SDCEA, the country’s leading anti-oil campaigning force, regularly links local health and ecological damage to climate change, and opposes ocean degradation on behalf of local residents, thousands of fisherfolk, coastal small farms and even surfers. Victories have included lowering refinery sulphur emissions and delaying the nearby port-petrochemical complex’s $25 billion expansion. The asthma rate in the Settlers Primary School, between the two mega-refineries, had peaked at 52% of children in attendance in 2004, but is now substantially lower. But the group hasn’t yet shut down the refineries – SDCDEA’s objective – or even lowered their 350,000 barrels/day capacity. And while SDCEA insists that no more offshore oil and gas exploration occur, it is – and most dangerously, the parastatal firm Transnet doubled the size of an oil pipeline from Durban to the main consumption site, Johannesburg, in a controversial $1.8 billion project from 2005-18.
Joining SDCEA, which is based in Durban’s black communities of Wentworth, Merebank, Clairwood and Umlazi (and to some extent also the Bluff, a formerly white residential area), are conservationists from Oceans Not Oil and Wild Oceans. But SDCEA has taken the lead, alongside its groundWork NGO allies, in working against offshore oil and gas, up and down the coastline from Mozambique to Cape Town. Inland, there is also courtroom guerrilla warfare by farmers and environmentalists to counteract threats by the U.S. firm Rhino to frack in the beautiful Drakensburg mountain range and nearby KwaZulu-Natal farmland. In the semi-desert Karoo, Shell’s fracking division is retreating after a courtroom setback. Nevertheless, still lacking climate consciousness, the government’s Council for Scientific and Industrial Research is planning a massive gas pipeline across the country.
Coal mines supply 90% of Eskom’s generation inputs, as well as around 80 million tons of exports. The main battles against coal occur because of its local damage to public health, water, land and air. On grounds of climate change, war is being consistently waged by three forces: NGOs, lawyers and communities in destructive coal zones. Unfortunately organised labour is basically pro-coal, though that could change.
In general, local activists are not yet as militant and effective as, for example, Germany’s Ende Gelände annual movement, in part because the society is still poorly organised for understanding and acting on climate politics. So progress currently relies upon pressure against financiers, legal strategies on difficult terrain, and mainly localistic protests. Some community disruptions occur in the immediate vicinity of coal mines and coal-fired power plants, such as road blockages, while others are using the courts to prevent two privatised coal-fired plants from being built, so far successfully.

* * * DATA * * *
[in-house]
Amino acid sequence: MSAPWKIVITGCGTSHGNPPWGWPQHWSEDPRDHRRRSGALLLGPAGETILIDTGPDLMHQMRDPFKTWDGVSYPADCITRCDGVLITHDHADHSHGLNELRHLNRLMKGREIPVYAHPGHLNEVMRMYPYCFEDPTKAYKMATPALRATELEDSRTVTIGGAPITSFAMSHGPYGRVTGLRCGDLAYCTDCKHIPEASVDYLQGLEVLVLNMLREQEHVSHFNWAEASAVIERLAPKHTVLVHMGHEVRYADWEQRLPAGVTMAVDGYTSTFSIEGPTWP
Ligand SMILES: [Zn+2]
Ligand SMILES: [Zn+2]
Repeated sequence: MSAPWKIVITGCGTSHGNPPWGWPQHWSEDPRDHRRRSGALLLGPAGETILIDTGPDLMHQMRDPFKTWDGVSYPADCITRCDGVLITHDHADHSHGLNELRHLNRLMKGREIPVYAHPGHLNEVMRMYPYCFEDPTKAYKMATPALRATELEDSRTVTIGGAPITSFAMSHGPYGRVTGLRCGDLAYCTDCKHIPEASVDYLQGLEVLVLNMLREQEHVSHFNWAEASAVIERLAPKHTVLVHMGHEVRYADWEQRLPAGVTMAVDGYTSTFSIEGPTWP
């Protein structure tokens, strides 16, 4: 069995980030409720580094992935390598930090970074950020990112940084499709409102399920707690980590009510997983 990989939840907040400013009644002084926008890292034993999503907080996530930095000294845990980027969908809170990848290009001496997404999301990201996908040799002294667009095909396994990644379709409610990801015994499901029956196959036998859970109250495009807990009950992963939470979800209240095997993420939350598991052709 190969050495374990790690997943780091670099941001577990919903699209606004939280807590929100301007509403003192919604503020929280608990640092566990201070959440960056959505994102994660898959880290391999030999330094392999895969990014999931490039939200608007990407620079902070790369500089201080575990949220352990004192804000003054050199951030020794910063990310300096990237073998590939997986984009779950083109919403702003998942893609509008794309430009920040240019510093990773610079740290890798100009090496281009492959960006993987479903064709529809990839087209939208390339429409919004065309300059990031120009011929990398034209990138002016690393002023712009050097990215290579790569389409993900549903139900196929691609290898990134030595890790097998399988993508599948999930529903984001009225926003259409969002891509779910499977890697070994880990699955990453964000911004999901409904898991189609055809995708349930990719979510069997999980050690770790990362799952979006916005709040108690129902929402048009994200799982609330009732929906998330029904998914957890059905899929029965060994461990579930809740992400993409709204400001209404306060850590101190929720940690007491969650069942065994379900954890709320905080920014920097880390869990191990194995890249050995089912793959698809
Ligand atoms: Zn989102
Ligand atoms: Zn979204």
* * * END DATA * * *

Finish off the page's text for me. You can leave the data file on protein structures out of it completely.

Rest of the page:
Fragmentation has prevented the emergence of a general movement against coal, and indeed against climate change. Some NGOs with specific agendas are internationally affiliated. Greenpeace Africa, for example, issues important research against the coal industry’s air and water pollution, and periodically engages in direct actions against the main electricity company and state officials, although these are mostly small-scale and symbolic. The South Africa branch of 350.org specifically targets coal industry financiers – successful against several local banks – and is central to the broader “decoalonise Africa” campaign. (Its main success was claimed this year in Lamu, Kenya – against a Chinese project with anticipated South African coal imports until Kenyan mines are developed). Unfortunately the CJ angle is quite weakly articulated by these NGOs, whether because they are so single-issue in nature or simply not yet sufficiently sensitive to race, class, gender, generational and other inequities.
Those with a forthright CJ orientation include local NGOs who have their own community-based partners. The most prominent is “Life after Coal,” consisting of the hard-working groups Earthlife Africa and groundWork, and progressive lawyers at the Centre for Environmental Rights (CER). Sometimes they attempt creative objections to Environmental Impact Assessments on grounds that climate change is not properly incorporated into planning, and they harass state agencies for disclosure and stronger enforcement of environmental regulations. Sometimes their partners are involved in mass-based protest, although the last substantial one – with at least 10,000 marching – was in late 2011 when Durban hosted the UN annual climate summit. The counter-summit was messy, as it revealed persistent splits between the two philosophies: CJ (led at the time by the Democratic Left Front, which is now dormant) and Climate Action (mainstream NGOs such as WWF).